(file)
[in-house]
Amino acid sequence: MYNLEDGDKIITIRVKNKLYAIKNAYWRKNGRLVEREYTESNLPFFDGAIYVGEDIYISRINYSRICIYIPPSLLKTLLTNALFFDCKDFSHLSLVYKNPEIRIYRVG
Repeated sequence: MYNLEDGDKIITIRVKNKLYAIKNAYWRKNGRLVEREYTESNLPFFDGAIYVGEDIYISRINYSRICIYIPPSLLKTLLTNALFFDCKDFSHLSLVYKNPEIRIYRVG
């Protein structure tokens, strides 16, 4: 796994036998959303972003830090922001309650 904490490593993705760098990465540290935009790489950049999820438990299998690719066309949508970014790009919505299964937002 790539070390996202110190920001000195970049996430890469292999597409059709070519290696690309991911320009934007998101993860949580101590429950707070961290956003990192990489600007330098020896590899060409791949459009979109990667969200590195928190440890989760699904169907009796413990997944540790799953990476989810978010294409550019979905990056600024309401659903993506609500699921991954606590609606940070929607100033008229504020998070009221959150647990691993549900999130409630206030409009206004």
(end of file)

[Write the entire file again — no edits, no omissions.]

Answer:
[in-house]
Amino acid sequence: MYNLEDGDKIITIRVKNKLYAIKNAYWRKNGRLVEREYTESNLPFFDGAIYVGEDIYISRINYSRICIYIPPSLLKTLLTNALFFDCKDFSHLSLVYKNPEIRIYRVG
Repeated sequence: MYNLEDGDKIITIRVKNKLYAIKNAYWRKNGRLVEREYTESNLPFFDGAIYVGEDIYISRINYSRICIYIPPSLLKTLLTNALFFDCKDFSHLSLVYKNPEIRIYRVG
């Protein structure tokens, strides 16, 4: 796994036998959303972003830090922001309650 904490490593993705760098990465540290935009790489950049999820438990299998690719066309949508970014790009919505299964937002 790539070390996202110190920001000195970049996430890469292999597409059709070519290696690309991911320009934007998101993860949580101590429950707070961290956003990192990489600007330098020896590899060409791949459009979109990667969200590195928190440890989760699904169907009796413990997944540790799953990476989810978010294409550019979905990056600024309401659903993506609500699921991954606590609606940070929607100033008229504020998070009221959150647990691993549900999130409630206030409009206004």